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And as many as two-thirds of these containers may not be child-resistant, the researchers found.
Consuming even small amounts of liquid nicotine can harm a child, the scientists said.
"Mislabeling of nicotine in e-liquids exposes the user to the harmful effects of nicotine," said study author Kelly Buettner-Schmidt, an associate professor of nursing at North Dakota State University.
"In areas without child-resistant packaging requirements, children may be exposed to harmful nicotine," she said in a university news release.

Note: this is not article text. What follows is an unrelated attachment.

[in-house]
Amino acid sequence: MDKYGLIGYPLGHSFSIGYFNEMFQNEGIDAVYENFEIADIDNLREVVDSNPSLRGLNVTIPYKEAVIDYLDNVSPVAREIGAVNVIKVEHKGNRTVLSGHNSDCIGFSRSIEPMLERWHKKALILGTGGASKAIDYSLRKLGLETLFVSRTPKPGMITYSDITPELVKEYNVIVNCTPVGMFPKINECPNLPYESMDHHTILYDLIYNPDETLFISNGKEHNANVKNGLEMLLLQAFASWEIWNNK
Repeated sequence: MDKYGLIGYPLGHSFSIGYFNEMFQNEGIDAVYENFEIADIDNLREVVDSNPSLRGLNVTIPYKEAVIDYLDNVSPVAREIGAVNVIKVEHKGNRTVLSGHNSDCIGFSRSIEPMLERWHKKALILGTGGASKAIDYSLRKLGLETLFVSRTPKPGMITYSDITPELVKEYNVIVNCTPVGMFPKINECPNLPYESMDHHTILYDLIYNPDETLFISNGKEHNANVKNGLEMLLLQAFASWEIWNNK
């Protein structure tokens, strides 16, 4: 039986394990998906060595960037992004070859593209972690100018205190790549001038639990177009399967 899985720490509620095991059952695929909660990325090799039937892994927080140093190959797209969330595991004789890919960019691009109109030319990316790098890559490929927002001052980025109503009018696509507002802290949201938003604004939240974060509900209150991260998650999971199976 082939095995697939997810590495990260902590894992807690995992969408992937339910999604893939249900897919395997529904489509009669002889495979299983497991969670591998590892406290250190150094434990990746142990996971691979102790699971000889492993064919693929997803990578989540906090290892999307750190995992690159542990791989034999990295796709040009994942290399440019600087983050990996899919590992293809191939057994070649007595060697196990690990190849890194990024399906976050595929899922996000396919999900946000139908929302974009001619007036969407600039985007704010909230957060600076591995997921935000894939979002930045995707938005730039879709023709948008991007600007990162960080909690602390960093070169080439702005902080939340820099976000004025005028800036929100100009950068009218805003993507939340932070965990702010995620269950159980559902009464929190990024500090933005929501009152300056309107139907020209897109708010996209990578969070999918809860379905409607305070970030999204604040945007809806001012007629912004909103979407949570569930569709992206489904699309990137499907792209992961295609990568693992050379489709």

The researchers checked 93 e-cigarette liquid containers from 16 stores in North Dakota. They found that 70 were labeled containing nicotine amounts ranging from 3 to 24 milligrams per milliliter (mg/mL). However, actual nicotine levels in 51 percent of the containers were different from what was on the label. Thirty-four percent had less nicotine, while 17 percent had more than the label said.
The actual amount of nicotine in the mislabeled containers ranged from 66 percent less to 172 percent more, the study showed.
Of the 23 containers that claimed to have no nicotine, almost half had some nicotine. The average level was 0.19 mg/mL, and the highest was 0.48 mg/mL, researchers said.
Results were published in the July-August issue of the Journal of Pediatric Nursing.
-- Robert Preidt
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